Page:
An enormous private hospital funded jointly by the municipal government of Vietnam’s Ho Chi Minh City and the Cambodian petroleum giant Sokimex is planned for Phnom Penh, officials said Wednesday.
The development will be used for the training local doctors while alleviating travel costs for affluent Cambodian patients accustomed to seeking health care abroad, the officials said.
“We need some hospitals of international standard in Phnom Penh,” Minister of Health Nuth Sokhom said Wednesday.
“If people here had health care centers of the same quality as [in] Vietnam, people would save some costs on traveling to outside hospitals.”
Many Cambodians have long turned to private clinics—both licensed and unlicensed—as alternatives to the chronically underfunded and understaffed public health system.
Phnom Penh Municipal Health Director Veng Thai said Wednesday that about 800 to 1,000 Cambodians leave the country each year to seek health care in private hospitals in Vietnam or Thailand.
Sokimex President Sok Kong said Wednesday that the hospital will require an initial investment of $20 million, though the entire project could end up costing $50 million to $60 million. He will fly to Ho Chi Minh City today to hammer out the details of the agreement with officials there. Phnom Penh Governor Kep Chuktema will join the discussions in Ho Chi Minh City on Friday, Sok Kong said. Kep Chuktema could not be reached for comment Wednesday.
The hospital is part of a bilateral agreement between the Vietnamese and Cambodian capital cities to develop joint investments in various sectors, including health and education, Veng Thai said.
Petroleum giant Sokimex had studied building a hospital on the former site of the T3 prison, Sok Kong said, but was deterred by the location of a nearby pagoda crematorium.
When Vietnamese officials expressed interest in building a hospital, the company joined forces with them, he said.
Sokimex is currently studying two sites of 6 to 7 hectares each in Meanchey and Dangkao districts as possible construction sites, he said. The hospital will also include a specialist training center for Cambodian doctors and nurses.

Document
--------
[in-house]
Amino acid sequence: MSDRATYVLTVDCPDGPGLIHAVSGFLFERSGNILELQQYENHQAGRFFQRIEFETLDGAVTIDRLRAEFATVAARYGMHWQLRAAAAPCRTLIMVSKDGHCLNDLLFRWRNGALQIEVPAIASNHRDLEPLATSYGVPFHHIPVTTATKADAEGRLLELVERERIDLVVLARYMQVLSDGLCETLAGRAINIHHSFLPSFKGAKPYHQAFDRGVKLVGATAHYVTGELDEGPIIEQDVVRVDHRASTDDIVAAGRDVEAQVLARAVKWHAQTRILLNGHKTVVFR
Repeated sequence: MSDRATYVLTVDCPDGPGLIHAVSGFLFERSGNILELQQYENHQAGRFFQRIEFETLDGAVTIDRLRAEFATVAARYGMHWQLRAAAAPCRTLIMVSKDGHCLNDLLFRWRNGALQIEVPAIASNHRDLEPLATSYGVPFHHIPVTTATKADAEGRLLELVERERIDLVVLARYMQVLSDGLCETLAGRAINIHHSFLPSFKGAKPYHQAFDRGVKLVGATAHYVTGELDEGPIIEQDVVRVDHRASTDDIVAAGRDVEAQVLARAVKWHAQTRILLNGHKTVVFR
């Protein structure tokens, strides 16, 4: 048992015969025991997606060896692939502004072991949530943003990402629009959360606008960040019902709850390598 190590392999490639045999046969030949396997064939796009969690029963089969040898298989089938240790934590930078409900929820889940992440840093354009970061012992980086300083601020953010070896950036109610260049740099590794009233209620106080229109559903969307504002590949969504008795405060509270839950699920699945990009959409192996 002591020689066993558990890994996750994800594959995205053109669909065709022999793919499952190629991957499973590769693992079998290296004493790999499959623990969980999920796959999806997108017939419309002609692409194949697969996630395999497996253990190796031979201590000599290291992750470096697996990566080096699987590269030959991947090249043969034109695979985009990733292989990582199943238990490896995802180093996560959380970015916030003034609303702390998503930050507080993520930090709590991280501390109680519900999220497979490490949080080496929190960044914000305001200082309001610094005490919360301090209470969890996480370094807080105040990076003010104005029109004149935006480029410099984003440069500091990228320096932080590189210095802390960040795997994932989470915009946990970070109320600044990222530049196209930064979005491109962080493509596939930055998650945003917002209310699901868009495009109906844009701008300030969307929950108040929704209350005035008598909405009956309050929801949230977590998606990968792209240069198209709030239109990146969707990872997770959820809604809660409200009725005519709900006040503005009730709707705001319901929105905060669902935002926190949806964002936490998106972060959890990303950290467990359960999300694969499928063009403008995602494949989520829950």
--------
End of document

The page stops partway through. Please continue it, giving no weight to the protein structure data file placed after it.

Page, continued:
Public officials said Wednesday that they are hoping the Vietnam-Sokimex hospital will spur private investment in the health care field.
“Quality is the priority in the free market,” Veng Thai said.
The move toward private hospitals is part of the Health Ministry’s long-term strategy for improving health care in Cambodia, Nuth Sokhon said. A group of Thai businessmen is also looking to invest in a hospital, he said, and the government is looking to other countries like Singapore as potential investors.
“We really need private investment, with good quality service,” he said.
Though health care costs at public hospitals range from free to minimal—a surgery costing $700 to $800 at a private clinic may cost only $100 at a public one—the minister admitted the standard of care is lacking.
With the private sector providing high-end treatment for those who can afford it, Nuth Sokhon said the ministry is hoping that international donors will bail out the public system.
“We want to change the current system to have better treatment,” he said. “If [the patients] are poor, they pay less. If they are rich, they can pay a fair price.”
Ly Chhay Yuth, a vendor at Olympic Market, said she travels to Ho Chi Minh City for her medical checkups, which costs an additional $40 to $50 on top of the medical care.
The medical care she receives in Vietnam, however, is more advanced and reliable than that offered in her home country, Ly Chhay Yuth said,
“If there were some hospitals here that provided the same service as Vietnam, I wouldn’t take those trips to Vietnam,” she said.